ABOUT THE BOOK
The art of Zen involves living in the moment, something that's often difficult to do in our fast-paced modern world, where the media channels are always switched on and we're always running for the next target. Although most of us are lucky enough to live in a world of relative safety, our brains are still programmed for the fight or flight response that allowed our ancient ancestors to survive. When it comes to danger, our brains don't always make the distinction between a real threat, like a man-eating bear in front of us, and a virtual threat, like not hitting the deadline with that report we need to get finished by 4pm today. And of course, in some cases, not hitting the deadline may mean a threat to our livelihood and the security of our position. At that point, the virtual threat becomes a real threat, so the fight or flight response is completely understandable.
We live in a world where the rational, left-brained approach to life is celebrated, often at the risk of the imaginative, right-brained, holistic world. We've become very disconnected from the natural world and the rhythms of the earth, and as a result, many of us are finding it particularly difficult to cope with the synthetic, materialistic world we've created. The prevalence of stress-related illness is testimony to the fact that our world is, literally, making us sick.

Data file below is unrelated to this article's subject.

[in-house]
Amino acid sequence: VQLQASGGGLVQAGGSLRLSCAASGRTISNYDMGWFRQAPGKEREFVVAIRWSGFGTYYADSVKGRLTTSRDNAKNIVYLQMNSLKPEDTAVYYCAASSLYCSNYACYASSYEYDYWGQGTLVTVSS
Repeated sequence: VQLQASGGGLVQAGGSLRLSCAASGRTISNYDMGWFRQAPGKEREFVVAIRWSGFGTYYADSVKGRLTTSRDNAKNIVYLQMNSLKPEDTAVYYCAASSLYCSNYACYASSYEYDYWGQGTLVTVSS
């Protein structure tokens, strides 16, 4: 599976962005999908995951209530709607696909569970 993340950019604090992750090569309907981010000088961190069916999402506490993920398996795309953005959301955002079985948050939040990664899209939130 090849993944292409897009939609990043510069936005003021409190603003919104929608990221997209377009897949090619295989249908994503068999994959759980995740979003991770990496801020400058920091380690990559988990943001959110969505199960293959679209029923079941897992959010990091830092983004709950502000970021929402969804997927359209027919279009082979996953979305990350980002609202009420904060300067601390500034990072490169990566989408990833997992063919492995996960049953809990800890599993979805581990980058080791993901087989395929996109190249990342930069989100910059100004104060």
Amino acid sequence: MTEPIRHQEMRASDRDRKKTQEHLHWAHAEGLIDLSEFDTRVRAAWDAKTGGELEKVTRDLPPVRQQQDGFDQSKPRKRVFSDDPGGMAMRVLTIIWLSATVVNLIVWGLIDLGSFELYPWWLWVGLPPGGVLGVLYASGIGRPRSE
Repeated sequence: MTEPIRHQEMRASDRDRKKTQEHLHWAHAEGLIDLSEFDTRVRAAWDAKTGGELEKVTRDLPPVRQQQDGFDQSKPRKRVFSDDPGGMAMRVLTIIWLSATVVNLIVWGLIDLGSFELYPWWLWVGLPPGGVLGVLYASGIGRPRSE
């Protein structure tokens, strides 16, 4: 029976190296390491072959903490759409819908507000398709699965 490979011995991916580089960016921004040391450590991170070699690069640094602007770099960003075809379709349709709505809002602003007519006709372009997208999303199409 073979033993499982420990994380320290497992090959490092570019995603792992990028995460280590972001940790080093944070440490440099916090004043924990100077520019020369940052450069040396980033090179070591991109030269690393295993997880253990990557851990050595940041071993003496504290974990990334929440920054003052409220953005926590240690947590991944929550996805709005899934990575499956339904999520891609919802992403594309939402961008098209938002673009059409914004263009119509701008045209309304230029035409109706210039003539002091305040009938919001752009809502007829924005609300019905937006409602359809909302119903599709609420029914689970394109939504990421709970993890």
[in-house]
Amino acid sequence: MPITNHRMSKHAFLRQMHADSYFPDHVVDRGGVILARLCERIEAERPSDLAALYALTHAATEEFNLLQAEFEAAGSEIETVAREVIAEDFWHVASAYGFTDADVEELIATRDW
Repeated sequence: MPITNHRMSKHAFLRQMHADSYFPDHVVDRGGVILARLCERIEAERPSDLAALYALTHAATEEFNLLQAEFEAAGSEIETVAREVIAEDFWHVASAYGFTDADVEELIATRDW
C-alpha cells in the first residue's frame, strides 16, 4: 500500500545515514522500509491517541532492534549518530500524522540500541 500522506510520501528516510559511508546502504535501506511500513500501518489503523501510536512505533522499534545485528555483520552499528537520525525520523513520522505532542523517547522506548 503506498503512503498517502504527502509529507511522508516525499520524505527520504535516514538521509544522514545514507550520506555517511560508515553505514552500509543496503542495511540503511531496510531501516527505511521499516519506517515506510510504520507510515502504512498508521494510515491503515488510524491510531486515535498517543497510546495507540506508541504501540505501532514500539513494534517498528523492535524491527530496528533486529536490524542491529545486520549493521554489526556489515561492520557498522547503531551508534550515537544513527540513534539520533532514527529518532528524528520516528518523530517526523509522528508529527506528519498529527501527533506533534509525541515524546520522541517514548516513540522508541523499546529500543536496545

Relaxation and escape have never been more important. And although there are spas and treatment centres galore, they're not always the cheapest option, nor conveniently located, and nor are they tailored to your particular needs. So to help yourself and your loved ones cope with the new kinds of threats we've created in our always-on, always-connected western world, use some of the techniques below to make your home a place where you can escape from the outside world.
EXCERPT FROM THE BOOK
Another method of escape is to lose yourself in a good film. For maximum benefit, make it a feel-good option, like a musical or comedy, or an uplifting tale of pilgrimage and change like The Way. Other options are TV series that allow you to completely immerse yourself in another world, like Friends, Pride and Prejudice, or North and South. If you're a science fiction buff, the entire Star Trek, Babylon 5 or Firefly seasons will keep you occupied for quite some time. Turn down the lights and snuggle up on the sofa with popcorn or ice cream. You're bound to feel better at the end of the session.
You could also opt for a travel DVD or Internet stream that takes you to another country, another realm such as under the sea, or even another time and place, like ancient Rome. National Geographic and the BBC produce some particularly good programs, and YouTube is a rich source of excellent documentaries...
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